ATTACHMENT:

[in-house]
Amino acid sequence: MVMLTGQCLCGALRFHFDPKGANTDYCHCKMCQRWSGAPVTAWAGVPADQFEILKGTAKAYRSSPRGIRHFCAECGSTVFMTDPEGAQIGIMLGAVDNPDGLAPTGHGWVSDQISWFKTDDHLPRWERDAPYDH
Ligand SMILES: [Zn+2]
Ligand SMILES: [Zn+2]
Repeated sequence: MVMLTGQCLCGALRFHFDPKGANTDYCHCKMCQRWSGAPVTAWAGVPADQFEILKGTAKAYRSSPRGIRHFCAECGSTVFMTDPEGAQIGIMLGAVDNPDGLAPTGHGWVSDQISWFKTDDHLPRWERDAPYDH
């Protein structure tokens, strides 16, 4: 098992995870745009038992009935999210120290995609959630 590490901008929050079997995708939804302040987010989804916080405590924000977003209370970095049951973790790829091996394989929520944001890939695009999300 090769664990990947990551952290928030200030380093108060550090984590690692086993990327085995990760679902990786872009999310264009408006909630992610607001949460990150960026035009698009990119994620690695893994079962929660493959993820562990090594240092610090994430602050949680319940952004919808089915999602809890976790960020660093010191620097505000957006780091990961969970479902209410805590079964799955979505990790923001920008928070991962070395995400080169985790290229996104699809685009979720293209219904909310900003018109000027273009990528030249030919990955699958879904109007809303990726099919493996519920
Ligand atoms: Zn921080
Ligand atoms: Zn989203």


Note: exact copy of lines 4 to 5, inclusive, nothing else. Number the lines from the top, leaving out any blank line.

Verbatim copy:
Ligand SMILES: [Zn+2]
Repeated sequence: MVMLTGQCLCGALRFHFDPKGANTDYCHCKMCQRWSGAPVTAWAGVPADQFEILKGTAKAYRSSPRGIRHFCAECGSTVFMTDPEGAQIGIMLGAVDNPDGLAPTGHGWVSDQISWFKTDDHLPRWERDAPYDH